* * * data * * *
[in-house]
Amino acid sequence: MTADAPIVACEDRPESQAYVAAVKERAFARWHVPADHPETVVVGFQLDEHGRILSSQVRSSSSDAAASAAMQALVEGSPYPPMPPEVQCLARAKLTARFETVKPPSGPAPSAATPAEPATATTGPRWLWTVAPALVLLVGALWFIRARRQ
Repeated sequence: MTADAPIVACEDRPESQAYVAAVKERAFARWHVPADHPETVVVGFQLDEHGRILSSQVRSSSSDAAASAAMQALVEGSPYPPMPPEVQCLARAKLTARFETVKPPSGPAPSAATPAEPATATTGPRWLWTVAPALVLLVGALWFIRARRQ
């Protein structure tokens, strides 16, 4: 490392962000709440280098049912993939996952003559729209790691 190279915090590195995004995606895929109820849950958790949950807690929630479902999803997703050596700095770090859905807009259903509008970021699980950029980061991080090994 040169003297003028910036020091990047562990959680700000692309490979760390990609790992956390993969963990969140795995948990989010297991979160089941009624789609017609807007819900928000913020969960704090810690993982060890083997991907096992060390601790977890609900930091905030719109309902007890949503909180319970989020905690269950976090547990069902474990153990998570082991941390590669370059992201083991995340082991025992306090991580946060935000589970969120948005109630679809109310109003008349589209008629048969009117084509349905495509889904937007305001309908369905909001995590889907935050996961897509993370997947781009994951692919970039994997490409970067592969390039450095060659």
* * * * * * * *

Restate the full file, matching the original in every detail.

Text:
[in-house]
Amino acid sequence: MTADAPIVACEDRPESQAYVAAVKERAFARWHVPADHPETVVVGFQLDEHGRILSSQVRSSSSDAAASAAMQALVEGSPYPPMPPEVQCLARAKLTARFETVKPPSGPAPSAATPAEPATATTGPRWLWTVAPALVLLVGALWFIRARRQ
Repeated sequence: MTADAPIVACEDRPESQAYVAAVKERAFARWHVPADHPETVVVGFQLDEHGRILSSQVRSSSSDAAASAAMQALVEGSPYPPMPPEVQCLARAKLTARFETVKPPSGPAPSAATPAEPATATTGPRWLWTVAPALVLLVGALWFIRARRQ
């Protein structure tokens, strides 16, 4: 490392962000709440280098049912993939996952003559729209790691 190279915090590195995004995606895929109820849950958790949950807690929630479902999803997703050596700095770090859905807009259903509008970021699980950029980061991080090994 040169003297003028910036020091990047562990959680700000692309490979760390990609790992956390993969963990969140795995948990989010297991979160089941009624789609017609807007819900928000913020969960704090810690993982060890083997991907096992060390601790977890609900930091905030719109309902007890949503909180319970989020905690269950976090547990069902474990153990998570082991941390590669370059992201083991995340082991025992306090991580946060935000589970969120948005109630679809109310109003008349589209008629048969009117084509349905495509889904937007305001309908369905909001995590889907935050996961897509993370997947781009994951692919970039994997490409970067592969390039450095060659």